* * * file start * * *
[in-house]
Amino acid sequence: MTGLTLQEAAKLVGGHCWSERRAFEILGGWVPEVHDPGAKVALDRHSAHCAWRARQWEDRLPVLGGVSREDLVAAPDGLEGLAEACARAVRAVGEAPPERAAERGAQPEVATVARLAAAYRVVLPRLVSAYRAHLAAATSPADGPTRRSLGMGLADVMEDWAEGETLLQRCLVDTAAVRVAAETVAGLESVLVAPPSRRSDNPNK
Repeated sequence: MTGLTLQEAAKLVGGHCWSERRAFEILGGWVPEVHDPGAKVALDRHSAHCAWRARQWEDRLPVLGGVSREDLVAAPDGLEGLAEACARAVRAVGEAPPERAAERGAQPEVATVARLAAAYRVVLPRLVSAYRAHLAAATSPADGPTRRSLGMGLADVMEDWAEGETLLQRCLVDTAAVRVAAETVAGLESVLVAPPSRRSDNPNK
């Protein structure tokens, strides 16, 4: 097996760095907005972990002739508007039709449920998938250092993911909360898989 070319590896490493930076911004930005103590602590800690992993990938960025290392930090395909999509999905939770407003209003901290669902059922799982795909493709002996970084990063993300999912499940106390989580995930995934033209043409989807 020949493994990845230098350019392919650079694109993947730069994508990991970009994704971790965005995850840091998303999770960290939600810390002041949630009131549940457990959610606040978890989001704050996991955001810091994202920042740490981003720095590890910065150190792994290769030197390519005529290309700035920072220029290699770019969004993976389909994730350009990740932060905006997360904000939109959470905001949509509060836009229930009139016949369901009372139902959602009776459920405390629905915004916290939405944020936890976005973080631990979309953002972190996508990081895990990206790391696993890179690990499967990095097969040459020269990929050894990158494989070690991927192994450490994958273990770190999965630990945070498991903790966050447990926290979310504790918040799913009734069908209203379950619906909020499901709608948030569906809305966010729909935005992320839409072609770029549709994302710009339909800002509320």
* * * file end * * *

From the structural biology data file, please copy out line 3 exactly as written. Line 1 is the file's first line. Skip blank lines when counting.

Repeated sequence: MTGLTLQEAAKLVGGHCWSERRAFEILGGWVPEVHDPGAKVALDRHSAHCAWRARQWEDRLPVLGGVSREDLVAAPDGLEGLAEACARAVRAVGEAPPERAAERGAQPEVATVARLAAAYRVVLPRLVSAYRAHLAAATSPADGPTRRSLGMGLADVMEDWAEGETLLQRCLVDTAAVRVAAETVAGLESVLVAPPSRRSDNPNK